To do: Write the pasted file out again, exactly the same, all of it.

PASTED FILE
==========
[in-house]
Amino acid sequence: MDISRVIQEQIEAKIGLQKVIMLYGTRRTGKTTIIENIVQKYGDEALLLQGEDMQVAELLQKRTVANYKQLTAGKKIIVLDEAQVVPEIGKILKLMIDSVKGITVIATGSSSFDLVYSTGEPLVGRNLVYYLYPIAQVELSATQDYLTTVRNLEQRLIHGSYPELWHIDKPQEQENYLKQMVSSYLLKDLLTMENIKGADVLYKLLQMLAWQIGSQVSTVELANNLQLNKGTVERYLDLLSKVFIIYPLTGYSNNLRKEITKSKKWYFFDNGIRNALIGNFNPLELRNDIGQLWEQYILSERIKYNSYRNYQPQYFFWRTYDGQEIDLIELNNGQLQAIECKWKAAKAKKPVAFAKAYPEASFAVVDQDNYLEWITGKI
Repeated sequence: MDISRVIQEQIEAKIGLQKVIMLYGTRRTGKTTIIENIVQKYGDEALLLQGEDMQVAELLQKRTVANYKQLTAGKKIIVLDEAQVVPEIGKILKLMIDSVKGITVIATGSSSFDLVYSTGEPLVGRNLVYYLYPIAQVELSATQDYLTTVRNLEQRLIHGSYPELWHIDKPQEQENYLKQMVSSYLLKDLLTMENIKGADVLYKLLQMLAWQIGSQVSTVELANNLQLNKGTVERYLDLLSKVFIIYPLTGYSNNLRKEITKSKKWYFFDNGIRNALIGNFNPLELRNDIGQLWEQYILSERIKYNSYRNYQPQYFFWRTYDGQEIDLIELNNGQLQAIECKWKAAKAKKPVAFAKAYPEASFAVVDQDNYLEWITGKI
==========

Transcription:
[in-house]
Amino acid sequence: MDISRVIQEQIEAKIGLQKVIMLYGTRRTGKTTIIENIVQKYGDEALLLQGEDMQVAELLQKRTVANYKQLTAGKKIIVLDEAQVVPEIGKILKLMIDSVKGITVIATGSSSFDLVYSTGEPLVGRNLVYYLYPIAQVELSATQDYLTTVRNLEQRLIHGSYPELWHIDKPQEQENYLKQMVSSYLLKDLLTMENIKGADVLYKLLQMLAWQIGSQVSTVELANNLQLNKGTVERYLDLLSKVFIIYPLTGYSNNLRKEITKSKKWYFFDNGIRNALIGNFNPLELRNDIGQLWEQYILSERIKYNSYRNYQPQYFFWRTYDGQEIDLIELNNGQLQAIECKWKAAKAKKPVAFAKAYPEASFAVVDQDNYLEWITGKI
Repeated sequence: MDISRVIQEQIEAKIGLQKVIMLYGTRRTGKTTIIENIVQKYGDEALLLQGEDMQVAELLQKRTVANYKQLTAGKKIIVLDEAQVVPEIGKILKLMIDSVKGITVIATGSSSFDLVYSTGEPLVGRNLVYYLYPIAQVELSATQDYLTTVRNLEQRLIHGSYPELWHIDKPQEQENYLKQMVSSYLLKDLLTMENIKGADVLYKLLQMLAWQIGSQVSTVELANNLQLNKGTVERYLDLLSKVFIIYPLTGYSNNLRKEITKSKKWYFFDNGIRNALIGNFNPLELRNDIGQLWEQYILSERIKYNSYRNYQPQYFFWRTYDGQEIDLIELNNGQLQAIECKWKAAKAKKPVAFAKAYPEASFAVVDQDNYLEWITGKI